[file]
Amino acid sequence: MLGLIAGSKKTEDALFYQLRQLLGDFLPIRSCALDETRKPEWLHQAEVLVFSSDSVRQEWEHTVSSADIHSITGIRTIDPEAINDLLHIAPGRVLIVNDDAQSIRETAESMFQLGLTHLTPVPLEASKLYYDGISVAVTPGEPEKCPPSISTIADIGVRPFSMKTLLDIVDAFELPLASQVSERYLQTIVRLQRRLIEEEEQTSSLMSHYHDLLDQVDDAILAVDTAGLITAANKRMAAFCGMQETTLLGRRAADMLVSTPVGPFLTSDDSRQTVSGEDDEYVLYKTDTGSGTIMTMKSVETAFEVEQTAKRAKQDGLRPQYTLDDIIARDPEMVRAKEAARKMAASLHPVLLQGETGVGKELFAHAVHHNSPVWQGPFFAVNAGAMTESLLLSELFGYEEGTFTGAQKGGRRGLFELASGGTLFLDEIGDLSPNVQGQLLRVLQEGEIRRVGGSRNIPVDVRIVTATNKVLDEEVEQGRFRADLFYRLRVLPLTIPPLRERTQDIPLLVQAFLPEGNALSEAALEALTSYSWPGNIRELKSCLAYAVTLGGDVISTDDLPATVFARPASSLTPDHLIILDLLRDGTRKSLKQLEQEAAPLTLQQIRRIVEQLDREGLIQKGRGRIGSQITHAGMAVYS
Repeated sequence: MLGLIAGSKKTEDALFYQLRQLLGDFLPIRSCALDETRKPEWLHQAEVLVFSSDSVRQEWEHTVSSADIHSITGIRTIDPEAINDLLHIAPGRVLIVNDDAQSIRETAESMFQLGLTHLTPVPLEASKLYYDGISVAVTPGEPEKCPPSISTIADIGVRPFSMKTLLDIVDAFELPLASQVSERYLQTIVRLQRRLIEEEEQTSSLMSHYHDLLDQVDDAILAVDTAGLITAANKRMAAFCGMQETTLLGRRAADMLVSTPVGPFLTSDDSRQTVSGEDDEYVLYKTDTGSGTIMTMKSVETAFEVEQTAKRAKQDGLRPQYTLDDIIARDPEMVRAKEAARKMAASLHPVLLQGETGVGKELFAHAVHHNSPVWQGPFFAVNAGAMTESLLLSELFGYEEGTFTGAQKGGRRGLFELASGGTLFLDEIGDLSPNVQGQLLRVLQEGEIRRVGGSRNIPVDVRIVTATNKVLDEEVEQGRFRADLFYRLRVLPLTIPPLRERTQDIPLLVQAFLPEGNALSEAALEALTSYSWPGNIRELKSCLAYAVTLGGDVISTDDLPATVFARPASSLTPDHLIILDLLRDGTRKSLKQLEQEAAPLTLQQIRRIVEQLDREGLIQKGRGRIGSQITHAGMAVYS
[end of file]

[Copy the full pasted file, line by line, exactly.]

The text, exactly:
Amino acid sequence: MLGLIAGSKKTEDALFYQLRQLLGDFLPIRSCALDETRKPEWLHQAEVLVFSSDSVRQEWEHTVSSADIHSITGIRTIDPEAINDLLHIAPGRVLIVNDDAQSIRETAESMFQLGLTHLTPVPLEASKLYYDGISVAVTPGEPEKCPPSISTIADIGVRPFSMKTLLDIVDAFELPLASQVSERYLQTIVRLQRRLIEEEEQTSSLMSHYHDLLDQVDDAILAVDTAGLITAANKRMAAFCGMQETTLLGRRAADMLVSTPVGPFLTSDDSRQTVSGEDDEYVLYKTDTGSGTIMTMKSVETAFEVEQTAKRAKQDGLRPQYTLDDIIARDPEMVRAKEAARKMAASLHPVLLQGETGVGKELFAHAVHHNSPVWQGPFFAVNAGAMTESLLLSELFGYEEGTFTGAQKGGRRGLFELASGGTLFLDEIGDLSPNVQGQLLRVLQEGEIRRVGGSRNIPVDVRIVTATNKVLDEEVEQGRFRADLFYRLRVLPLTIPPLRERTQDIPLLVQAFLPEGNALSEAALEALTSYSWPGNIRELKSCLAYAVTLGGDVISTDDLPATVFARPASSLTPDHLIILDLLRDGTRKSLKQLEQEAAPLTLQQIRRIVEQLDREGLIQKGRGRIGSQITHAGMAVYS
Repeated sequence: MLGLIAGSKKTEDALFYQLRQLLGDFLPIRSCALDETRKPEWLHQAEVLVFSSDSVRQEWEHTVSSADIHSITGIRTIDPEAINDLLHIAPGRVLIVNDDAQSIRETAESMFQLGLTHLTPVPLEASKLYYDGISVAVTPGEPEKCPPSISTIADIGVRPFSMKTLLDIVDAFELPLASQVSERYLQTIVRLQRRLIEEEEQTSSLMSHYHDLLDQVDDAILAVDTAGLITAANKRMAAFCGMQETTLLGRRAADMLVSTPVGPFLTSDDSRQTVSGEDDEYVLYKTDTGSGTIMTMKSVETAFEVEQTAKRAKQDGLRPQYTLDDIIARDPEMVRAKEAARKMAASLHPVLLQGETGVGKELFAHAVHHNSPVWQGPFFAVNAGAMTESLLLSELFGYEEGTFTGAQKGGRRGLFELASGGTLFLDEIGDLSPNVQGQLLRVLQEGEIRRVGGSRNIPVDVRIVTATNKVLDEEVEQGRFRADLFYRLRVLPLTIPPLRERTQDIPLLVQAFLPEGNALSEAALEALTSYSWPGNIRELKSCLAYAVTLGGDVISTDDLPATVFARPASSLTPDHLIILDLLRDGTRKSLKQLEQEAAPLTLQQIRRIVEQLDREGLIQKGRGRIGSQITHAGMAVYS